North Dakota likes to drink. Our state consumes more gallons of beer per-capita than any other state. That’s probably due at least in some part to the strong German heritage in our state. German is, after all, the second most popular language here.
Unfortunately, that also means a lot of drunk driving. North Dakota also has the worst rate of drunk driving fatalities in the nation. There are a lot of long roads home for North Dakotans, and public transportation options like buses and taxis aren’t always feasible.
So it’s with great interest that I read about this study which finds a small but consistent correlation between the availability of Uber – the ride hailing service that traditional cab companies love to hate – and decreased fatalities from traffic incidents related to alcohol consumption.
The research was done by professors at Philadelphia’s Temple University, and found a reduction of alcohol-related traffic fatalities by 3-5 percent within three months after the entry of UberX into a city. The UberX service is key, because that’s the company’s cheapest service. The traditional black car Uber service, which typically isn’t all that cheaper than a traditional cab, had no such correlation.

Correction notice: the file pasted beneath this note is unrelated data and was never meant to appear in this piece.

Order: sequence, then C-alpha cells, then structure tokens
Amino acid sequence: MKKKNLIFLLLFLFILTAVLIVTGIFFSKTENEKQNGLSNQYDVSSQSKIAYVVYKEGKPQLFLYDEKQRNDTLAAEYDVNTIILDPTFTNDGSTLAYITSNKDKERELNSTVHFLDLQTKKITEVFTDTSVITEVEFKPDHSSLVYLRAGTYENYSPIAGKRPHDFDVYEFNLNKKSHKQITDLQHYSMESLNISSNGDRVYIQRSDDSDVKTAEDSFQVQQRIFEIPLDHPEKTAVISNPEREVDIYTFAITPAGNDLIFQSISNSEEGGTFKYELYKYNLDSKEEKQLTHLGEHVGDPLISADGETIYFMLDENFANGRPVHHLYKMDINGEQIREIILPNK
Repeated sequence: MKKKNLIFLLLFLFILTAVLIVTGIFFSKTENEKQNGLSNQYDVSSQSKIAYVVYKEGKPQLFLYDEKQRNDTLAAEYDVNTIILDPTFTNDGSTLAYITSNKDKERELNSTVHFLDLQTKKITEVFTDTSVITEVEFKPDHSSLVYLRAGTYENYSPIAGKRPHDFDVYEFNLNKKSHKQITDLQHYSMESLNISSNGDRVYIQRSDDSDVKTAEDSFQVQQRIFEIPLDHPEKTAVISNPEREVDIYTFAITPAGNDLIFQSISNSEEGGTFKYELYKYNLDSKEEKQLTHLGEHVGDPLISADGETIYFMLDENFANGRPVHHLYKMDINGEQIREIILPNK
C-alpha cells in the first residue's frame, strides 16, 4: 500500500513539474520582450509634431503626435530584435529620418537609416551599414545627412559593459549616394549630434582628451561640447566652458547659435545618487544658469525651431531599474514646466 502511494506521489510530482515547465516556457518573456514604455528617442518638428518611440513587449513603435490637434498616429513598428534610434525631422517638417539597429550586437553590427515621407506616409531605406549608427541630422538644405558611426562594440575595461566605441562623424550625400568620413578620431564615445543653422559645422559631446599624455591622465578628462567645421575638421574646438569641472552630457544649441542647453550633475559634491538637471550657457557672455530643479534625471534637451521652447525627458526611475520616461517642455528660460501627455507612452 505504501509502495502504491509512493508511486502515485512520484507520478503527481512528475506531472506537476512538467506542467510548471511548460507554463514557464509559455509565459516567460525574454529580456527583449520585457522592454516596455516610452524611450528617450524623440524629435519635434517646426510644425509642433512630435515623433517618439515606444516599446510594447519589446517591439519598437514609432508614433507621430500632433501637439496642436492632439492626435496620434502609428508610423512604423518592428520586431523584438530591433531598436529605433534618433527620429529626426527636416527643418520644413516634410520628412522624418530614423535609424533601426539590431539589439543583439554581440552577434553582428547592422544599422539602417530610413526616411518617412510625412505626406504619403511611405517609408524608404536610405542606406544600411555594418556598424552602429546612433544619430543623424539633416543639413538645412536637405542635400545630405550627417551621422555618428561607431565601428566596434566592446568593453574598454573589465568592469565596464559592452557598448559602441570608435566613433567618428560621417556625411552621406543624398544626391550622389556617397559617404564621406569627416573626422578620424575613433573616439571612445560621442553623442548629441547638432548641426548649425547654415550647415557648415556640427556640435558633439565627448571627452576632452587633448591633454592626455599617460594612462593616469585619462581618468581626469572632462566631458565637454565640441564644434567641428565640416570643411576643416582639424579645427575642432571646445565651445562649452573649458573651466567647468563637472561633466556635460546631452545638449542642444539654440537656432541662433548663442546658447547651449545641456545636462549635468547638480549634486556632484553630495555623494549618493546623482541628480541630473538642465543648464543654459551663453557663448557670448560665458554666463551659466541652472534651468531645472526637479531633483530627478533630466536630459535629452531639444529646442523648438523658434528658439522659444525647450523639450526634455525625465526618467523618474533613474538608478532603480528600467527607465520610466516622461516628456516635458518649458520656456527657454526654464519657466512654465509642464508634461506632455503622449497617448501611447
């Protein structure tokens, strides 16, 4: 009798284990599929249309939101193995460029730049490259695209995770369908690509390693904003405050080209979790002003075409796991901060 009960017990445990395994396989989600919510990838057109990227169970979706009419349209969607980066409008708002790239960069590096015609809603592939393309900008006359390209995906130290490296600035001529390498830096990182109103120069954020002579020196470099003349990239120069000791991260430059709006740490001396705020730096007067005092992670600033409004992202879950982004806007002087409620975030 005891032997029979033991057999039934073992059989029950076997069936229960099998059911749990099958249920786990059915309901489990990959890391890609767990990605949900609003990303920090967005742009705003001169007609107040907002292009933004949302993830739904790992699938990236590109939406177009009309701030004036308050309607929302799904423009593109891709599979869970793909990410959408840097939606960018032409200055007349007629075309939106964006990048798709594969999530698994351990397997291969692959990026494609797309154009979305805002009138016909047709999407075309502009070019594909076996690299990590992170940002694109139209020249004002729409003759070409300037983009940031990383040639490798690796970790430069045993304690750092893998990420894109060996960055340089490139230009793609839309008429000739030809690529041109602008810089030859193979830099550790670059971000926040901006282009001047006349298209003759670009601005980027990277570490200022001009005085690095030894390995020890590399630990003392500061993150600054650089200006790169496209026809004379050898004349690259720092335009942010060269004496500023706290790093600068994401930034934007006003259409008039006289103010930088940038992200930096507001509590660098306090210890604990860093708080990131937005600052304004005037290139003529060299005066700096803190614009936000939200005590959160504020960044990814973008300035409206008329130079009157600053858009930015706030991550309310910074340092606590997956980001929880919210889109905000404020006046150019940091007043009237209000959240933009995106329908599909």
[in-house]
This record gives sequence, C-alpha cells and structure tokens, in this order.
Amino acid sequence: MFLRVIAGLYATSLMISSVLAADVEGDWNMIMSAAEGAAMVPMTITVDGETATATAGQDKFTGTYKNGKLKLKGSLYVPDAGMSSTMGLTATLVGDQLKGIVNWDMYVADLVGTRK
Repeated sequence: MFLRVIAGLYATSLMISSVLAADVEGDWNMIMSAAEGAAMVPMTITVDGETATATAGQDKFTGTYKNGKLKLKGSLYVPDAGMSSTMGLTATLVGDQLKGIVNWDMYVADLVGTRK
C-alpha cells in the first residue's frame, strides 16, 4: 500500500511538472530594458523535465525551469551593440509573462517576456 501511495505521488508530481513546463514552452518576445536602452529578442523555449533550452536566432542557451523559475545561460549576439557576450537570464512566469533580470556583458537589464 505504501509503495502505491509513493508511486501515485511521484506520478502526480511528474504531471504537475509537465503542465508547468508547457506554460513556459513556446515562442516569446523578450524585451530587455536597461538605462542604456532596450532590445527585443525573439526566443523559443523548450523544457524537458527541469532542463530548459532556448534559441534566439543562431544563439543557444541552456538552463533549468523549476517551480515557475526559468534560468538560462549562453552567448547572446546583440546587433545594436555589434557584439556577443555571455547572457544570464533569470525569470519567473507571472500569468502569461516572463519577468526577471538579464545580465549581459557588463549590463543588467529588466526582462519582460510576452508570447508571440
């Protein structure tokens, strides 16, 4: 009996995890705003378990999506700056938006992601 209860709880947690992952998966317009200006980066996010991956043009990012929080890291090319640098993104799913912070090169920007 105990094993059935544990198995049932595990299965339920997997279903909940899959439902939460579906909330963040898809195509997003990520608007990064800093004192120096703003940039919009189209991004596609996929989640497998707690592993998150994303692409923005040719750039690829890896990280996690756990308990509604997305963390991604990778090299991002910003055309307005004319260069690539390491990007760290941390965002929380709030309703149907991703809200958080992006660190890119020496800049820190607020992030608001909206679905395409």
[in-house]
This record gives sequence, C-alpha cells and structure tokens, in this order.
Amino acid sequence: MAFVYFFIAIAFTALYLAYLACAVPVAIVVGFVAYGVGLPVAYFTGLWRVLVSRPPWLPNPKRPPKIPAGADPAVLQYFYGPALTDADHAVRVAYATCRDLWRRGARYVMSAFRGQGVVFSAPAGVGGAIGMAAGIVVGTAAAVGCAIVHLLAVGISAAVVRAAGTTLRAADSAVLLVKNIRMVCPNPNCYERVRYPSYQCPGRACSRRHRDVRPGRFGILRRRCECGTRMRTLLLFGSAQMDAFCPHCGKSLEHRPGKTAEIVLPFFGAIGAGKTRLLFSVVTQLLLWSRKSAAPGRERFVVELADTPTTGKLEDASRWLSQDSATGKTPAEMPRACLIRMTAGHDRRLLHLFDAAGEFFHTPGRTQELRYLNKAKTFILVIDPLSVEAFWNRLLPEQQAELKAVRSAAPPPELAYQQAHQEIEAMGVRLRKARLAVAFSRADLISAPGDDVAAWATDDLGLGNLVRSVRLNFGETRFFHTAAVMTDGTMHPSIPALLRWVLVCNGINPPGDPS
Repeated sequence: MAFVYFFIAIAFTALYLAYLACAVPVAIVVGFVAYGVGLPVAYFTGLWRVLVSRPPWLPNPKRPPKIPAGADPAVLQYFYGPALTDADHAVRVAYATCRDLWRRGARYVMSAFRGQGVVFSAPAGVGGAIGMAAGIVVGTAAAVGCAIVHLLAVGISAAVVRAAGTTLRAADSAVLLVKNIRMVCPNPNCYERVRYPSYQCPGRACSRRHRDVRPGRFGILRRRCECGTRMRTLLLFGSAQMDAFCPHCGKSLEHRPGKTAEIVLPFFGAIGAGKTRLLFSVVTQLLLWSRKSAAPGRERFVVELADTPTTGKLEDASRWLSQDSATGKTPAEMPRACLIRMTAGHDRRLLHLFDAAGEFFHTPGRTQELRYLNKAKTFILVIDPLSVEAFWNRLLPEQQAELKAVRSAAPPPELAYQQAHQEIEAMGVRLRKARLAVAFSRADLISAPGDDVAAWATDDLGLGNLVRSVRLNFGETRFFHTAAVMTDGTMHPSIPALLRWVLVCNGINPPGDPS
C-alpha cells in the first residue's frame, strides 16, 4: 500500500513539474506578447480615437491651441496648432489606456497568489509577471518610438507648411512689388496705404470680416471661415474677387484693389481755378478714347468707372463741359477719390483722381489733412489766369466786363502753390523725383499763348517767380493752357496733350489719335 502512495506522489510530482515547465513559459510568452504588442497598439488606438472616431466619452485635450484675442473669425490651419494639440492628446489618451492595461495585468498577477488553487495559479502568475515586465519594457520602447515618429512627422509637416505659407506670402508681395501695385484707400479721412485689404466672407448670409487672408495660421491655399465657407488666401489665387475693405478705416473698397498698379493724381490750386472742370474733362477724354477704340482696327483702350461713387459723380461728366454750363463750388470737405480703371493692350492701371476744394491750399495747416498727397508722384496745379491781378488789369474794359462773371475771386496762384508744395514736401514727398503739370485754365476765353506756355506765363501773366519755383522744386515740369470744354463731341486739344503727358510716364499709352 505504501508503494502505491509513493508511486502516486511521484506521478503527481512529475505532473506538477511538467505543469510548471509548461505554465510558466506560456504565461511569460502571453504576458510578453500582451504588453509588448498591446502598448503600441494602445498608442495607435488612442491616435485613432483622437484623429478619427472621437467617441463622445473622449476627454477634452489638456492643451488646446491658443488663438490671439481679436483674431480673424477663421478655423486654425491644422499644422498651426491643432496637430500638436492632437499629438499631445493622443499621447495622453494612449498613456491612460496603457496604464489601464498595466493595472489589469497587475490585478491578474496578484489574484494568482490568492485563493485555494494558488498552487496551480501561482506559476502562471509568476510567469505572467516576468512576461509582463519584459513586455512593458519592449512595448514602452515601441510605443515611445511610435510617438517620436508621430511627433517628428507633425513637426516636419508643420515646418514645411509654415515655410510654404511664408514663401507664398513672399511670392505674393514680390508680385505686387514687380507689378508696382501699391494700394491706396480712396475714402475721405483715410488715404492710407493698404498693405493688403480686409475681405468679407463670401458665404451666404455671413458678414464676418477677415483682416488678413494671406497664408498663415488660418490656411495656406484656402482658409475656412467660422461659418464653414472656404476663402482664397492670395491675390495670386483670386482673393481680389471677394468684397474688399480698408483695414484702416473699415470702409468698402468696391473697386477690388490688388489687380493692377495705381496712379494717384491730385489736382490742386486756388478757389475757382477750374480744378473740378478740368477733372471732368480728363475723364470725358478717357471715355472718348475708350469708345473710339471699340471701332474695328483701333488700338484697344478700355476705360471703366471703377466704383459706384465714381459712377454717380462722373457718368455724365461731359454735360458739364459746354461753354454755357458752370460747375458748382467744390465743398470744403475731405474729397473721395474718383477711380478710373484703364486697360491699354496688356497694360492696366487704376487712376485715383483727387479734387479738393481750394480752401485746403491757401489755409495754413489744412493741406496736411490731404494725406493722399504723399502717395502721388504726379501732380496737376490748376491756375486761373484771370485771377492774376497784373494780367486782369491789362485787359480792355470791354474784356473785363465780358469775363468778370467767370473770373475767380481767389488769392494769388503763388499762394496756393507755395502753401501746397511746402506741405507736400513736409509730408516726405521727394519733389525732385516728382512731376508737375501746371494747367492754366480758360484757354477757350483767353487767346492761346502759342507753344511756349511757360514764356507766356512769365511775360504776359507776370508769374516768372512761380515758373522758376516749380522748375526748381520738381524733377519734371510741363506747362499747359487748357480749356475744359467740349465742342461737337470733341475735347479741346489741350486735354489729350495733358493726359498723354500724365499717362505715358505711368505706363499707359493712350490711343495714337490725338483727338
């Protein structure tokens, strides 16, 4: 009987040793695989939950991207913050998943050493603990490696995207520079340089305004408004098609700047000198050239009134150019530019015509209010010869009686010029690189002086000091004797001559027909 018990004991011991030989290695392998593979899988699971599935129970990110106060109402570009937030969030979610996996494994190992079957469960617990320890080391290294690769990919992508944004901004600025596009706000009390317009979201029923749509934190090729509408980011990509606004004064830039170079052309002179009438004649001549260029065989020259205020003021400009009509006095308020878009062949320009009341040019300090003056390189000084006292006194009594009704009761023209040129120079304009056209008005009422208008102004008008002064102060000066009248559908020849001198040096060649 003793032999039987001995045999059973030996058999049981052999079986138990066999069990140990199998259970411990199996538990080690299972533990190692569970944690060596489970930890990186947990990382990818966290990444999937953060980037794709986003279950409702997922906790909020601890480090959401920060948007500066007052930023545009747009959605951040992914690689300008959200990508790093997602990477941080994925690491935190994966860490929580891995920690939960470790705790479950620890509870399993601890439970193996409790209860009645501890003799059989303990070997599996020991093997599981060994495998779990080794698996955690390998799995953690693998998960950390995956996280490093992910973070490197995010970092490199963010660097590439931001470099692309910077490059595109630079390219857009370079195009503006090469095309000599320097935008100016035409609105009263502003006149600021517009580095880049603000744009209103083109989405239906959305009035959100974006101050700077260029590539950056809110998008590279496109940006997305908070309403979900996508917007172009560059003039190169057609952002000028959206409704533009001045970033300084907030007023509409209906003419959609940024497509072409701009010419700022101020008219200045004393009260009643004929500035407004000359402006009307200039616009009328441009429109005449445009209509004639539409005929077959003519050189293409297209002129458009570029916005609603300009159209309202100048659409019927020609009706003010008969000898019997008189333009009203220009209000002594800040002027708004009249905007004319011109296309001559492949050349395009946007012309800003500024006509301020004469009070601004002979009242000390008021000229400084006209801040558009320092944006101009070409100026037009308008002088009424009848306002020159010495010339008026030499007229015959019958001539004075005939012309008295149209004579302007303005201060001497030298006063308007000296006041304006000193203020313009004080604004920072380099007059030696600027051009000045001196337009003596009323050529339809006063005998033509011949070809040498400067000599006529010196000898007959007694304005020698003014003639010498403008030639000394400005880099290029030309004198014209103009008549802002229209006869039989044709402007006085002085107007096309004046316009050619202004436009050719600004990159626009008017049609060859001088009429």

Correlation is not necessarily causation, of course, but it wouldn’t be surprising to learn that when people are given easier and cheaper access to safe rides home after a night of drinking they avail themselves of it to the benefit of overall public safety.
For years I’ve been arguing that a better way to address drinking and driving than the typical more cops, stiffer penalties approach might be to make it easier for those who have been drinking to choose not to drive. Uber seems to be helping in that regard.
When the company moved its service into Fargo I speculated, while guest hosting for Jay Thomas on WDAY AM970, that we could see a reduction in the city’s DUI rates. I suspect now that the correlation between lower DUI rates and Uber’s services might be even larger in Fargo which doesn’t have as many public transportation options as the more urban areas targeted in the Temple study.
Or maybe they won’t. Crime rates are hugely complicated, and are influenced by far more variables than I could list here, but it will be interesting to see. At the very least, I think we can say that the innovations Uber has provided to make public transportation for everyone – whether they’ve been drinking or not – is of great public benefit. Those opposing Uber’s entry into various markets across the U.S., motivated often it seems by a desire to protect entrenched business models, are probably hurting public safety.